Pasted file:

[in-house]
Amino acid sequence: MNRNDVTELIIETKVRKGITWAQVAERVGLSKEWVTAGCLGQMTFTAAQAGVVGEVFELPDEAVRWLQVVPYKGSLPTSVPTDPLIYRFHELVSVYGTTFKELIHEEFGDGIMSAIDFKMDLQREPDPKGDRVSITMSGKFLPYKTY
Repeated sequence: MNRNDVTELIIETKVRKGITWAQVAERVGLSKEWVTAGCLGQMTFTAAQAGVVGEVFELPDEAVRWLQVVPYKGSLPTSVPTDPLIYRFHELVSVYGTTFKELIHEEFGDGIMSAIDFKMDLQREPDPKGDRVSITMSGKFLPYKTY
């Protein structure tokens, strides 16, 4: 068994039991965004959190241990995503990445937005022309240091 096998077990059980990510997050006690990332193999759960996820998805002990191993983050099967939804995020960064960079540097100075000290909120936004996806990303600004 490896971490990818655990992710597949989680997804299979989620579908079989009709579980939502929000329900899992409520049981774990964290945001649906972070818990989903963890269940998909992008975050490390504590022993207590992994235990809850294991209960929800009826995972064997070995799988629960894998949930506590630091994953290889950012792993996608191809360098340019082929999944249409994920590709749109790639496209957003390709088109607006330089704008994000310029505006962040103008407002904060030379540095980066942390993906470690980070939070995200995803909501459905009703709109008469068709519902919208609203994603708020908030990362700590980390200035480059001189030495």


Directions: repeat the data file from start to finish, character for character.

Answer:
[in-house]
Amino acid sequence: MNRNDVTELIIETKVRKGITWAQVAERVGLSKEWVTAGCLGQMTFTAAQAGVVGEVFELPDEAVRWLQVVPYKGSLPTSVPTDPLIYRFHELVSVYGTTFKELIHEEFGDGIMSAIDFKMDLQREPDPKGDRVSITMSGKFLPYKTY
Repeated sequence: MNRNDVTELIIETKVRKGITWAQVAERVGLSKEWVTAGCLGQMTFTAAQAGVVGEVFELPDEAVRWLQVVPYKGSLPTSVPTDPLIYRFHELVSVYGTTFKELIHEEFGDGIMSAIDFKMDLQREPDPKGDRVSITMSGKFLPYKTY
């Protein structure tokens, strides 16, 4: 068994039991965004959190241990995503990445937005022309240091 096998077990059980990510997050006690990332193999759960996820998805002990191993983050099967939804995020960064960079540097100075000290909120936004996806990303600004 490896971490990818655990992710597949989680997804299979989620579908079989009709579980939502929000329900899992409520049981774990964290945001649906972070818990989903963890269940998909992008975050490390504590022993207590992994235990809850294991209960929800009826995972064997070995799988629960894998949930506590630091994953290889950012792993996608191809360098340019082929999944249409994920590709749109790639496209957003390709088109607006330089704008994000310029505006962040103008407002904060030379540095980066942390993906470690980070939070995200995803909501459905009703709109008469068709519902919208609203994603708020908030990362700590980390200035480059001189030495």